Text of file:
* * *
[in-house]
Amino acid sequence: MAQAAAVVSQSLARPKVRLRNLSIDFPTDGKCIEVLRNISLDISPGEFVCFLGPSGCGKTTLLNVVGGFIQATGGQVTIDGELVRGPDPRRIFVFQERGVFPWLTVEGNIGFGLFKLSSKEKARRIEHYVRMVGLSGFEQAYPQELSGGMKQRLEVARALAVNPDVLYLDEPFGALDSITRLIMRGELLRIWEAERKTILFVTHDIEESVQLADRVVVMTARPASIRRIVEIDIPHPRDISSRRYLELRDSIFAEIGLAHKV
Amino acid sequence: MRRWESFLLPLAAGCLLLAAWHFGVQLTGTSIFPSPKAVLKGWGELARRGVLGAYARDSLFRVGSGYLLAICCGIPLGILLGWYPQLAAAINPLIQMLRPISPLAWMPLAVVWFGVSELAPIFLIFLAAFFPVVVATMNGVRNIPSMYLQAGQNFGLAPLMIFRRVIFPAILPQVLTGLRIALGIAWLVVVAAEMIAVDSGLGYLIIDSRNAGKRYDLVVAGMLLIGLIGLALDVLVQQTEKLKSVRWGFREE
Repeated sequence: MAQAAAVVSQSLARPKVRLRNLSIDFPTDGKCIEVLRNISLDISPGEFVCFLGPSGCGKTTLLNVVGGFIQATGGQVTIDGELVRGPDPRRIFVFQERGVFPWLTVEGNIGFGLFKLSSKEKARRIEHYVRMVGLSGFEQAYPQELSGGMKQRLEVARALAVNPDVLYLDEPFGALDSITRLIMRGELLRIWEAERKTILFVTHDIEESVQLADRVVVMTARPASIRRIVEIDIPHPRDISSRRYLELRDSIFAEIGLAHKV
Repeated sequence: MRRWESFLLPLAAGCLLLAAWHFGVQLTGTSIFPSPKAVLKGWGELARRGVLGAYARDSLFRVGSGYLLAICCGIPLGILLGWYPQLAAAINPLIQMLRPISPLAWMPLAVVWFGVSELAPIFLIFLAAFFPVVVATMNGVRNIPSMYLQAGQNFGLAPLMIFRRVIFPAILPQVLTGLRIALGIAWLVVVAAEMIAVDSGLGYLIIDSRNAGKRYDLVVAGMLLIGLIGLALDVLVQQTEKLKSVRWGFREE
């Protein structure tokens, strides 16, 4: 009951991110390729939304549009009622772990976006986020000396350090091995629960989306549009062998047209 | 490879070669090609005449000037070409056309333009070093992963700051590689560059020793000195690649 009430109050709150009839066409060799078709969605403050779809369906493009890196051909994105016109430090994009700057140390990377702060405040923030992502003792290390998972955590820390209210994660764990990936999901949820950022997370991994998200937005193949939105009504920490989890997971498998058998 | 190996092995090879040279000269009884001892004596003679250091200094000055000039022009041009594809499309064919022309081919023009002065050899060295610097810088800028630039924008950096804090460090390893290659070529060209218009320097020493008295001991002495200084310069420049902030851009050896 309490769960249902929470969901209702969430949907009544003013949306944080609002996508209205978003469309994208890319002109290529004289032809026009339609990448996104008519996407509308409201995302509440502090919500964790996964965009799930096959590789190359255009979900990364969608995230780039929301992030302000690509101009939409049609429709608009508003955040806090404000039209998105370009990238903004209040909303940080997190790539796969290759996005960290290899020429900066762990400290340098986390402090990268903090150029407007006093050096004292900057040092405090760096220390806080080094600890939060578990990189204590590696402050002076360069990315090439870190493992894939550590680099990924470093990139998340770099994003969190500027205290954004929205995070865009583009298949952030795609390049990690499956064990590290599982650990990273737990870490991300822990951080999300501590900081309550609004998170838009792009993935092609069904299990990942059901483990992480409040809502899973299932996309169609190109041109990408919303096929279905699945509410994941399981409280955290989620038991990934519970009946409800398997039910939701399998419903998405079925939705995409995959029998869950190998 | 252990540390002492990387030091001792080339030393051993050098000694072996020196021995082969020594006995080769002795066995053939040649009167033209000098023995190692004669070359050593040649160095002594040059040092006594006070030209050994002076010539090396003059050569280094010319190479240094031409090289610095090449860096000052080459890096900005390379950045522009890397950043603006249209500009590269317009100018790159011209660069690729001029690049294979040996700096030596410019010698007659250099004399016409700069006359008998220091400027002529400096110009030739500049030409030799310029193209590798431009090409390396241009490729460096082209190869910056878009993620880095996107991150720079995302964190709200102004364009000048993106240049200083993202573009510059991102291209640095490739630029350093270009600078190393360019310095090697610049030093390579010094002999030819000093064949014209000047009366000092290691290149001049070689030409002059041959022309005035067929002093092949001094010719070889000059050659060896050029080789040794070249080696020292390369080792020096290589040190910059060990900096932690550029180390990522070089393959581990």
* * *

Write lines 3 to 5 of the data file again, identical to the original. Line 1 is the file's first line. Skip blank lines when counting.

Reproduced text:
Amino acid sequence: MRRWESFLLPLAAGCLLLAAWHFGVQLTGTSIFPSPKAVLKGWGELARRGVLGAYARDSLFRVGSGYLLAICCGIPLGILLGWYPQLAAAINPLIQMLRPISPLAWMPLAVVWFGVSELAPIFLIFLAAFFPVVVATMNGVRNIPSMYLQAGQNFGLAPLMIFRRVIFPAILPQVLTGLRIALGIAWLVVVAAEMIAVDSGLGYLIIDSRNAGKRYDLVVAGMLLIGLIGLALDVLVQQTEKLKSVRWGFREE
Repeated sequence: MAQAAAVVSQSLARPKVRLRNLSIDFPTDGKCIEVLRNISLDISPGEFVCFLGPSGCGKTTLLNVVGGFIQATGGQVTIDGELVRGPDPRRIFVFQERGVFPWLTVEGNIGFGLFKLSSKEKARRIEHYVRMVGLSGFEQAYPQELSGGMKQRLEVARALAVNPDVLYLDEPFGALDSITRLIMRGELLRIWEAERKTILFVTHDIEESVQLADRVVVMTARPASIRRIVEIDIPHPRDISSRRYLELRDSIFAEIGLAHKV
Repeated sequence: MRRWESFLLPLAAGCLLLAAWHFGVQLTGTSIFPSPKAVLKGWGELARRGVLGAYARDSLFRVGSGYLLAICCGIPLGILLGWYPQLAAAINPLIQMLRPISPLAWMPLAVVWFGVSELAPIFLIFLAAFFPVVVATMNGVRNIPSMYLQAGQNFGLAPLMIFRRVIFPAILPQVLTGLRIALGIAWLVVVAAEMIAVDSGLGYLIIDSRNAGKRYDLVVAGMLLIGLIGLALDVLVQQTEKLKSVRWGFREE